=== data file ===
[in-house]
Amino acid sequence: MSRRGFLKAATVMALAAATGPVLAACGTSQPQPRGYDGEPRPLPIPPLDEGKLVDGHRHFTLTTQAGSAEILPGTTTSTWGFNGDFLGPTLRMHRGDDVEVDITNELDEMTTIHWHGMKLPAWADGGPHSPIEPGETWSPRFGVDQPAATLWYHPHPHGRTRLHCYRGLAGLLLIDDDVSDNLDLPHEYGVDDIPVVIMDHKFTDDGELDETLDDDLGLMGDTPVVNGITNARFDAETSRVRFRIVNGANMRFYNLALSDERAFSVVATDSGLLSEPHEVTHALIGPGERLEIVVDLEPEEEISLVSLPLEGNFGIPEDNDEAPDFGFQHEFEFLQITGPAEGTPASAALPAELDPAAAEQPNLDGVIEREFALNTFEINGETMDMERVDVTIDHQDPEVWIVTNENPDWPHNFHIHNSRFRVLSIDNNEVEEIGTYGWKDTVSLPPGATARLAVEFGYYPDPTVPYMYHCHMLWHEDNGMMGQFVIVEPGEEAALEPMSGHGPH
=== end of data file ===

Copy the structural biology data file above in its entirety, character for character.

[in-house]
Amino acid sequence: MSRRGFLKAATVMALAAATGPVLAACGTSQPQPRGYDGEPRPLPIPPLDEGKLVDGHRHFTLTTQAGSAEILPGTTTSTWGFNGDFLGPTLRMHRGDDVEVDITNELDEMTTIHWHGMKLPAWADGGPHSPIEPGETWSPRFGVDQPAATLWYHPHPHGRTRLHCYRGLAGLLLIDDDVSDNLDLPHEYGVDDIPVVIMDHKFTDDGELDETLDDDLGLMGDTPVVNGITNARFDAETSRVRFRIVNGANMRFYNLALSDERAFSVVATDSGLLSEPHEVTHALIGPGERLEIVVDLEPEEEISLVSLPLEGNFGIPEDNDEAPDFGFQHEFEFLQITGPAEGTPASAALPAELDPAAAEQPNLDGVIEREFALNTFEINGETMDMERVDVTIDHQDPEVWIVTNENPDWPHNFHIHNSRFRVLSIDNNEVEEIGTYGWKDTVSLPPGATARLAVEFGYYPDPTVPYMYHCHMLWHEDNGMMGQFVIVEPGEEAALEPMSGHGPH